Nurses are opposed to the hospital system’s demand to float nurses between hospitals and clinics. Nurses counter that being shifted to unfamiliar settings poses a safety risk for patients and they want limitations on the proposal.

Santa Clara County claims it has a $250 million structural deficit and the executive has slashed departmental budgets. Nurses were deeply angered when Santa Clara Valley revealed it was spending $20 million to bring in 1,000 replacement nurses during the strike as opposed to settling contract issues.

The old contract expired back in October of 2023. Last week’s walkout was the first strike in the RNPA’s history at Santa Clara County, the heart of Silicon Valley.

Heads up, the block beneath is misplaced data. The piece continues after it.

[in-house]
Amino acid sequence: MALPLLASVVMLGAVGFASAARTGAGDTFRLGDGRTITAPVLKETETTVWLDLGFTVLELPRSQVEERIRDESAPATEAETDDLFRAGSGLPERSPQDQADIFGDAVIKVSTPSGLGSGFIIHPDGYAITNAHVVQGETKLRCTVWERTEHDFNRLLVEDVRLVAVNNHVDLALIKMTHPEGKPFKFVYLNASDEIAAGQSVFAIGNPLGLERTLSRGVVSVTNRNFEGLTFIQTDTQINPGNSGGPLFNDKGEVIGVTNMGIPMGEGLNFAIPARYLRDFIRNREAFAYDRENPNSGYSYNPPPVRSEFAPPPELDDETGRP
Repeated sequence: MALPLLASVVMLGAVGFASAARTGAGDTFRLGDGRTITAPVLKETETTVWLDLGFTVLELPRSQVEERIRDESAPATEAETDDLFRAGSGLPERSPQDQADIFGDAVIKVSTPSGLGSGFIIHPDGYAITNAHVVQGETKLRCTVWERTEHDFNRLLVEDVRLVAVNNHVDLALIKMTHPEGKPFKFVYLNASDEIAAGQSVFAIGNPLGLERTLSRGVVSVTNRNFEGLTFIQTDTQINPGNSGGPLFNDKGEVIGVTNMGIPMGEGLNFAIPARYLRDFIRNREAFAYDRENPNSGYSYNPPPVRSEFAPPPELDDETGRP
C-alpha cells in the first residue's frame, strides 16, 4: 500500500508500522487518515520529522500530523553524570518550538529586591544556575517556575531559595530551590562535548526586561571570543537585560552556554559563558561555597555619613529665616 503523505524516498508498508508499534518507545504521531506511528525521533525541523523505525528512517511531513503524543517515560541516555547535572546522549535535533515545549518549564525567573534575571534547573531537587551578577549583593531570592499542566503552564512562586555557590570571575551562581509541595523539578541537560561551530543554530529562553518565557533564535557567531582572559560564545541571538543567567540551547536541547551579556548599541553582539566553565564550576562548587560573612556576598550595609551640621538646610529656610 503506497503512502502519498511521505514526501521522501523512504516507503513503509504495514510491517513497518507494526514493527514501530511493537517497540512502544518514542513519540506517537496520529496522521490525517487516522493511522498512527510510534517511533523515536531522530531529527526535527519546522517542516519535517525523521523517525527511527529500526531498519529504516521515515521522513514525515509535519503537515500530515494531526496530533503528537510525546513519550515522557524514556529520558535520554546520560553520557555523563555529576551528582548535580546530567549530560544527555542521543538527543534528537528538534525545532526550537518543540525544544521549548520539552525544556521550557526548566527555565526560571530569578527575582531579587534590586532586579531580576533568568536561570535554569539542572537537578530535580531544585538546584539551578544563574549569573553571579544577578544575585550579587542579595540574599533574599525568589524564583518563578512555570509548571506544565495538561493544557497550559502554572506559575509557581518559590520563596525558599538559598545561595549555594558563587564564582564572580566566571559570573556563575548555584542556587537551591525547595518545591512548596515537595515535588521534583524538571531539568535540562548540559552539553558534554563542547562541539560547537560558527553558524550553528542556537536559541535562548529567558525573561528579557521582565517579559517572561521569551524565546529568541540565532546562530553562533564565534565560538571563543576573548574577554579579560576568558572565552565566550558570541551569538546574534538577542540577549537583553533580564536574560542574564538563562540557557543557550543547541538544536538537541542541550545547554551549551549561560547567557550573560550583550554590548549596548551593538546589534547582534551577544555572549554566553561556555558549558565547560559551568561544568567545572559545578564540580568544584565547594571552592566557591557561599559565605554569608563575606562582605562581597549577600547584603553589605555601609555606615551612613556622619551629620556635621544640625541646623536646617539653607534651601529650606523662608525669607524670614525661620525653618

Railworkers at CN and CPKC begin vote on strike authorization

On Monday, more than 9,000 railworkers at Canada’s two biggest rail operators began a vote on strike authorization that will continue throughout the month.

Ballots will be cast by some 6,000 conductors, locomotive engineers, and yard workers at Canadian National (CN) and nearly 3,200 conductors, locomotive engineers, yard workers, and approximately 90 rail traffic controllers at Canadian Pacific Kansas City (CPKC)—all of whom are represented by the Teamsters Canada Rail Conference (TCRC). If railworkers vote to authorize a strike, the earliest a walkout could occur is May 22.

Deltaport rail yard in British Columbia, Canada [Photo by Murray Foubister / CC BY-SA 4.0]

Fruitless talks between TCRC and management began last fall and have been mediated by federal conciliators since March 1. The railworkers’ collective agreement expired on December 31, 2023.